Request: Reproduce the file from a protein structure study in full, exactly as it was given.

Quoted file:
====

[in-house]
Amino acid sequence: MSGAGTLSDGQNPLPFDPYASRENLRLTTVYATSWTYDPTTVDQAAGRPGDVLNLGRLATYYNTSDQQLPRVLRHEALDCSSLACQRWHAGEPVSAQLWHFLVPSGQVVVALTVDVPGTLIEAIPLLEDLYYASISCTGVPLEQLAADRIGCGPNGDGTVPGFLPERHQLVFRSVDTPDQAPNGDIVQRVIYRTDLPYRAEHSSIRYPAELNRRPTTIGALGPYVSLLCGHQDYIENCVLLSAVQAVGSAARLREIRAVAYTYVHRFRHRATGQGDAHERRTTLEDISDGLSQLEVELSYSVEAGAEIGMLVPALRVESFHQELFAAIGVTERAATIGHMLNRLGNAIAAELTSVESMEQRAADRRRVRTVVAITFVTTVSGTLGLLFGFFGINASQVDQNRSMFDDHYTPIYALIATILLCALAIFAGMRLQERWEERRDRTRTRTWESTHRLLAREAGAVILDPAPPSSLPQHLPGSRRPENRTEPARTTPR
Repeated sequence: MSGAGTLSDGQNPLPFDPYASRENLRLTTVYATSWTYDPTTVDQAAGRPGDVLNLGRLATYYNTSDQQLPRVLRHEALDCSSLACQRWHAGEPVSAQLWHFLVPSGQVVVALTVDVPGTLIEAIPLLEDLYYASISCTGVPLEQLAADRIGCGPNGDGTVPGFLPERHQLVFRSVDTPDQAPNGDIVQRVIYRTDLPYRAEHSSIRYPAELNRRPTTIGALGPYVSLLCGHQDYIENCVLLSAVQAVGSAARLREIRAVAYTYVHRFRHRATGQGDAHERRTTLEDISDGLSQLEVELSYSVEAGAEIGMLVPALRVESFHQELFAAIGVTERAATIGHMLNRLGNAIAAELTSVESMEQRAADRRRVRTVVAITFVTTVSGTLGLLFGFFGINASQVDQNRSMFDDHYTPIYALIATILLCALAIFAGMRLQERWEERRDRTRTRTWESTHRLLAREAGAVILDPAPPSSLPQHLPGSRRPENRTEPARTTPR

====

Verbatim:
[in-house]
Amino acid sequence: MSGAGTLSDGQNPLPFDPYASRENLRLTTVYATSWTYDPTTVDQAAGRPGDVLNLGRLATYYNTSDQQLPRVLRHEALDCSSLACQRWHAGEPVSAQLWHFLVPSGQVVVALTVDVPGTLIEAIPLLEDLYYASISCTGVPLEQLAADRIGCGPNGDGTVPGFLPERHQLVFRSVDTPDQAPNGDIVQRVIYRTDLPYRAEHSSIRYPAELNRRPTTIGALGPYVSLLCGHQDYIENCVLLSAVQAVGSAARLREIRAVAYTYVHRFRHRATGQGDAHERRTTLEDISDGLSQLEVELSYSVEAGAEIGMLVPALRVESFHQELFAAIGVTERAATIGHMLNRLGNAIAAELTSVESMEQRAADRRRVRTVVAITFVTTVSGTLGLLFGFFGINASQVDQNRSMFDDHYTPIYALIATILLCALAIFAGMRLQERWEERRDRTRTRTWESTHRLLAREAGAVILDPAPPSSLPQHLPGSRRPENRTEPARTTPR
Repeated sequence: MSGAGTLSDGQNPLPFDPYASRENLRLTTVYATSWTYDPTTVDQAAGRPGDVLNLGRLATYYNTSDQQLPRVLRHEALDCSSLACQRWHAGEPVSAQLWHFLVPSGQVVVALTVDVPGTLIEAIPLLEDLYYASISCTGVPLEQLAADRIGCGPNGDGTVPGFLPERHQLVFRSVDTPDQAPNGDIVQRVIYRTDLPYRAEHSSIRYPAELNRRPTTIGALGPYVSLLCGHQDYIENCVLLSAVQAVGSAARLREIRAVAYTYVHRFRHRATGQGDAHERRTTLEDISDGLSQLEVELSYSVEAGAEIGMLVPALRVESFHQELFAAIGVTERAATIGHMLNRLGNAIAAELTSVESMEQRAADRRRVRTVVAITFVTTVSGTLGLLFGFFGINASQVDQNRSMFDDHYTPIYALIATILLCALAIFAGMRLQERWEERRDRTRTRTWESTHRLLAREAGAVILDPAPPSSLPQHLPGSRRPENRTEPARTTPR